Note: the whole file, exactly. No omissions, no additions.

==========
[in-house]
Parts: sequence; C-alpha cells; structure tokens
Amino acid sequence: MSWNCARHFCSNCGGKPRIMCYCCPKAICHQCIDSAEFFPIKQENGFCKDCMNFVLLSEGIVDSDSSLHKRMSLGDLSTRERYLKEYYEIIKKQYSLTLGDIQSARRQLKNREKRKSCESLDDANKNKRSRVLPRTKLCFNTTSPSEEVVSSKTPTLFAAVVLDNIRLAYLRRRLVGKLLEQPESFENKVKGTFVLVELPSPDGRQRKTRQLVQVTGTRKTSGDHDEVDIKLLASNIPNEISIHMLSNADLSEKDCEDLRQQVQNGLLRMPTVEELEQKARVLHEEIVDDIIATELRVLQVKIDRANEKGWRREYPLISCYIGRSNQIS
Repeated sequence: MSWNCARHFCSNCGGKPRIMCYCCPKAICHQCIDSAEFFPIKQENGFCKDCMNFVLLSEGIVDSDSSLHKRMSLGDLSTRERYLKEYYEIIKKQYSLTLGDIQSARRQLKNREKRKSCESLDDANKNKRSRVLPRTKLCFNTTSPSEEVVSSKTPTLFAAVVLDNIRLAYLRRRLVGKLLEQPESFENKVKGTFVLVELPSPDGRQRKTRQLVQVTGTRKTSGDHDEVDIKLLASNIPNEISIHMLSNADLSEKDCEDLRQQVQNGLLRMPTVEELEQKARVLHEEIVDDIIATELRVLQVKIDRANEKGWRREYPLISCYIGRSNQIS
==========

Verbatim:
[in-house]
Parts: sequence; C-alpha cells; structure tokens
Amino acid sequence: MSWNCARHFCSNCGGKPRIMCYCCPKAICHQCIDSAEFFPIKQENGFCKDCMNFVLLSEGIVDSDSSLHKRMSLGDLSTRERYLKEYYEIIKKQYSLTLGDIQSARRQLKNREKRKSCESLDDANKNKRSRVLPRTKLCFNTTSPSEEVVSSKTPTLFAAVVLDNIRLAYLRRRLVGKLLEQPESFENKVKGTFVLVELPSPDGRQRKTRQLVQVTGTRKTSGDHDEVDIKLLASNIPNEISIHMLSNADLSEKDCEDLRQQVQNGLLRMPTVEELEQKARVLHEEIVDDIIATELRVLQVKIDRANEKGWRREYPLISCYIGRSNQIS
Repeated sequence: MSWNCARHFCSNCGGKPRIMCYCCPKAICHQCIDSAEFFPIKQENGFCKDCMNFVLLSEGIVDSDSSLHKRMSLGDLSTRERYLKEYYEIIKKQYSLTLGDIQSARRQLKNREKRKSCESLDDANKNKRSRVLPRTKLCFNTTSPSEEVVSSKTPTLFAAVVLDNIRLAYLRRRLVGKLLEQPESFENKVKGTFVLVELPSPDGRQRKTRQLVQVTGTRKTSGDHDEVDIKLLASNIPNEISIHMLSNADLSEKDCEDLRQQVQNGLLRMPTVEELEQKARVLHEEIVDDIIATELRVLQVKIDRANEKGWRREYPLISCYIGRSNQIS